Cleaning Hard-To-Reach Spaces

6. Window Tracks

Your vacuum probably has tools for cleaning crevices, but they may not be useful in every situation. For instance, your crevice tool may not be narrow enough to fit into the tracks of your windows to vacuum them out! In these cases, try using the cardboard tube from the center of a roll of toilet paper. Tape one end to your vacuum hose, then squish the other end until it can fit into your window tracks and other narrow spaces.

Cleaning Hard-To-Reach Spaces

7. Dishwasher Filter

In order to keep your dishwasher running right, it’s important to keep all the nooks and crannies inside clean. Use an old toothbrush to scrub the screens, filters, and other small removable dishwasher parts.

Cleaning Hard-To-Reach Spaces

8. Car Crevices

Some of the nooks and crannies around your car’s interior can seem impossible to clean! But you can use a few cotton swabs to clear them out in just a few minutes. Use a cotton swab to brush away loose dust and dirt, or dampen it with a bit of rubbing alcohol to wipe away stubborn gunk.

Cleaning Hard-To-Reach Spaces

9. Air Vents

To quickly clean your air vents, start by vacuuming them to remove any loose dust. Then wrap a microfiber cloth around a butter knife, and use it to remove any dust that’s still stuck between the openings of the vent!

What’s your best tip for cleaning small or hard-to-reach spaces?

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Jill Nystul (aka Jillee)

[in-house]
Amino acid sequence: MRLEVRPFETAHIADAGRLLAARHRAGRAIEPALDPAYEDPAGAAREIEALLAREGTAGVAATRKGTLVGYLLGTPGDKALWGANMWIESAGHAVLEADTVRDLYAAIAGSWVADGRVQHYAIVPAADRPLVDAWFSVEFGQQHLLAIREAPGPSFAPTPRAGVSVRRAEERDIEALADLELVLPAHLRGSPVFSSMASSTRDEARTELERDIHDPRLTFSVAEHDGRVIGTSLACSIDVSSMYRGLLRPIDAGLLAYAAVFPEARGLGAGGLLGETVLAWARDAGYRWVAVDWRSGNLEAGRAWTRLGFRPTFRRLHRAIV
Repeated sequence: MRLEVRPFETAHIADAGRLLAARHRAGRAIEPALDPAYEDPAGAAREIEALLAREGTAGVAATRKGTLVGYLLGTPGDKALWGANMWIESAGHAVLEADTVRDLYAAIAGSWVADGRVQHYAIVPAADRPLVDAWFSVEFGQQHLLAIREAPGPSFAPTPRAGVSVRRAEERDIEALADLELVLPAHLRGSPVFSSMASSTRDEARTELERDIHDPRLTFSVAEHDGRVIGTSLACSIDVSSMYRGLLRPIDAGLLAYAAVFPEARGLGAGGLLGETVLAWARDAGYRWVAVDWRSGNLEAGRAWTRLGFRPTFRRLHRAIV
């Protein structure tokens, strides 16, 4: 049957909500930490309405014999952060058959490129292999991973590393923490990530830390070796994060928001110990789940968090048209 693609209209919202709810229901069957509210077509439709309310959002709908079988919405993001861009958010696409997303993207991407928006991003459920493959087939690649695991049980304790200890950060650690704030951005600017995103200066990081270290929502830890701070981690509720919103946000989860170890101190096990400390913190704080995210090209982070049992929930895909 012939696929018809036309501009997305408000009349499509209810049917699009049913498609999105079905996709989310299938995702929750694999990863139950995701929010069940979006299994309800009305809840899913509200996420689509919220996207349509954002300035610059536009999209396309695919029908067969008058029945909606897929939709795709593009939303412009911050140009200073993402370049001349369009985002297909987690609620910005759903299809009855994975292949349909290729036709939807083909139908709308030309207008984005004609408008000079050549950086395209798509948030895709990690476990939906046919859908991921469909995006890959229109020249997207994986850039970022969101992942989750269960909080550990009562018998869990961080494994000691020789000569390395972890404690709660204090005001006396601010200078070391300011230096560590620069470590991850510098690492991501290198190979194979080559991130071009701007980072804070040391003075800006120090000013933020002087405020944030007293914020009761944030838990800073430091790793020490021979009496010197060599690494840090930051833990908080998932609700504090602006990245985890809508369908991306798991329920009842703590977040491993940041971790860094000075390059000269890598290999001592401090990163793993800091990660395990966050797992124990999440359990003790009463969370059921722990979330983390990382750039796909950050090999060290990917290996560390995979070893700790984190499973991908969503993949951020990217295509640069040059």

Jill Nystul is an accomplished writer and author who founded the blog One Good Thing by Jillee in 2011. With over 30 years of experience in homemaking, she has become a trusted resource for contemporary homemakers by offering practical solutions to everyday household challenges.I share creative homemaking and lifestyle solutions that make your life easier and more enjoyable!

About Jillee

Jill Nystul

Jill’s 30 years of homemaking experience, make her the trusted source for practical household solutions.

About Jillee

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  • Great tips, especially #s 6 and 7! But I do have a comment about #8, the cotton swab trick. I recently had a conversation with my daughter about the environmental impact of plastic straws on our oceans and wildlife. We both have switched to stainless steel straws…one in the car for drive through soda orders, and one at home for iced tea and juice. It turns out that cotton swabs are an issue as well! For years I have been purchasing them at my local dollar store and on close examination I discovered that the stick portion of the swab is plastic. And where does it wind up? Yup…in the ocean and land fills where it can do the same damage as straws, maybe even more because those sticks can act like little swords. So I now have switched to cotton swabs that are biodegradeable, i.e., Johnson and Johnson or Swisspers. Sure, it costs about 3 times more (a whopping $3,00), but it’s worth it to do my bit for the environment! Search Google for eco friendly cotton swabs. p.s. might make an unusual (and memorable) stocking stuffer! :O)